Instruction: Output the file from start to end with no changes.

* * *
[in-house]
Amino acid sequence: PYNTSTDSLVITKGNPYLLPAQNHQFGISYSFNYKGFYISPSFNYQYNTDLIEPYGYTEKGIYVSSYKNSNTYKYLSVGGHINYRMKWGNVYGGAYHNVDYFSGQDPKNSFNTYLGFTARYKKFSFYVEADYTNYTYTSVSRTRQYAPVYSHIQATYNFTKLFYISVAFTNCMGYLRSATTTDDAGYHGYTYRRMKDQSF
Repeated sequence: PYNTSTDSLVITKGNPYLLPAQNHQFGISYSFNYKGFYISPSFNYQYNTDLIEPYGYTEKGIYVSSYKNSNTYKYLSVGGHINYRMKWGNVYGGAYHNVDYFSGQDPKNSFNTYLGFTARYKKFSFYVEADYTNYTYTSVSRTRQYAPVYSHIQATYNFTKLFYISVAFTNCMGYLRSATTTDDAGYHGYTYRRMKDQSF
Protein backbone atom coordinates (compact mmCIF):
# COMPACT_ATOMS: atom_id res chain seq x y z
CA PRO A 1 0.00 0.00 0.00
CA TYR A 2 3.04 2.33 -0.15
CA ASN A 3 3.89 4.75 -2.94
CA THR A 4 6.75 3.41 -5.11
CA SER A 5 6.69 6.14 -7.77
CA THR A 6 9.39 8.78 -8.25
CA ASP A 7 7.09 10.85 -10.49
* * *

[in-house]
Amino acid sequence: PYNTSTDSLVITKGNPYLLPAQNHQFGISYSFNYKGFYISPSFNYQYNTDLIEPYGYTEKGIYVSSYKNSNTYKYLSVGGHINYRMKWGNVYGGAYHNVDYFSGQDPKNSFNTYLGFTARYKKFSFYVEADYTNYTYTSVSRTRQYAPVYSHIQATYNFTKLFYISVAFTNCMGYLRSATTTDDAGYHGYTYRRMKDQSF
Repeated sequence: PYNTSTDSLVITKGNPYLLPAQNHQFGISYSFNYKGFYISPSFNYQYNTDLIEPYGYTEKGIYVSSYKNSNTYKYLSVGGHINYRMKWGNVYGGAYHNVDYFSGQDPKNSFNTYLGFTARYKKFSFYVEADYTNYTYTSVSRTRQYAPVYSHIQATYNFTKLFYISVAFTNCMGYLRSATTTDDAGYHGYTYRRMKDQSF
Protein backbone atom coordinates (compact mmCIF):
# COMPACT_ATOMS: atom_id res chain seq x y z
CA PRO A 1 0.00 0.00 0.00
CA TYR A 2 3.04 2.33 -0.15
CA ASN A 3 3.89 4.75 -2.94
CA THR A 4 6.75 3.41 -5.11
CA SER A 5 6.69 6.14 -7.77
CA THR A 6 9.39 8.78 -8.25
CA ASP A 7 7.09 10.85 -10.49